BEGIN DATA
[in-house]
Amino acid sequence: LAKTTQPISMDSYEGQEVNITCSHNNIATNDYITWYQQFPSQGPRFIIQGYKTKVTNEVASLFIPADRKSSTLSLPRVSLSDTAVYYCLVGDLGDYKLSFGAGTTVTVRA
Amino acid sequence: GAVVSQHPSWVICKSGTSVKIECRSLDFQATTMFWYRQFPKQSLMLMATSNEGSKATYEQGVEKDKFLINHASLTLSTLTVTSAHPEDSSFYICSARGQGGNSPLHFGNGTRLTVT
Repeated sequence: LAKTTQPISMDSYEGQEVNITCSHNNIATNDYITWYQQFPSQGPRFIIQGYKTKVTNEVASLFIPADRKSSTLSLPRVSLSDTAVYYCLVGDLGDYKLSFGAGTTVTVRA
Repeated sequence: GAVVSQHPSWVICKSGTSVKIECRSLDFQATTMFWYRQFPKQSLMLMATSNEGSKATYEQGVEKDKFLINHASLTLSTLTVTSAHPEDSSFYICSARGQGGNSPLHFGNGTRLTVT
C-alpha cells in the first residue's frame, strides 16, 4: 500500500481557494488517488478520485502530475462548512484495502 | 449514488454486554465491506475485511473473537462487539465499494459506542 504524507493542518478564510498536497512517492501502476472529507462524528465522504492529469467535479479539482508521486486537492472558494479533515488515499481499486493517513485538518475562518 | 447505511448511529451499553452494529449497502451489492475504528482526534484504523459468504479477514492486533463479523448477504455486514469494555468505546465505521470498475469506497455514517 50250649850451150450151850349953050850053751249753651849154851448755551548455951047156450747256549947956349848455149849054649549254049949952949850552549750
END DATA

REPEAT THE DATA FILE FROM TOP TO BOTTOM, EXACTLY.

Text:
[in-house]
Amino acid sequence: LAKTTQPISMDSYEGQEVNITCSHNNIATNDYITWYQQFPSQGPRFIIQGYKTKVTNEVASLFIPADRKSSTLSLPRVSLSDTAVYYCLVGDLGDYKLSFGAGTTVTVRA
Amino acid sequence: GAVVSQHPSWVICKSGTSVKIECRSLDFQATTMFWYRQFPKQSLMLMATSNEGSKATYEQGVEKDKFLINHASLTLSTLTVTSAHPEDSSFYICSARGQGGNSPLHFGNGTRLTVT
Repeated sequence: LAKTTQPISMDSYEGQEVNITCSHNNIATNDYITWYQQFPSQGPRFIIQGYKTKVTNEVASLFIPADRKSSTLSLPRVSLSDTAVYYCLVGDLGDYKLSFGAGTTVTVRA
Repeated sequence: GAVVSQHPSWVICKSGTSVKIECRSLDFQATTMFWYRQFPKQSLMLMATSNEGSKATYEQGVEKDKFLINHASLTLSTLTVTSAHPEDSSFYICSARGQGGNSPLHFGNGTRLTVT
C-alpha cells in the first residue's frame, strides 16, 4: 500500500481557494488517488478520485502530475462548512484495502 | 449514488454486554465491506475485511473473537462487539465499494459506542 504524507493542518478564510498536497512517492501502476472529507462524528465522504492529469467535479479539482508521486486537492472558494479533515488515499481499486493517513485538518475562518 | 447505511448511529451499553452494529449497502451489492475504528482526534484504523459468504479477514492486533463479523448477504455486514469494555468505546465505521470498475469506497455514517 50250649850451150450151850349953050850053751249753651849154851448755551548455951047156450747256549947956349848455149849054649549254049949952949850552549750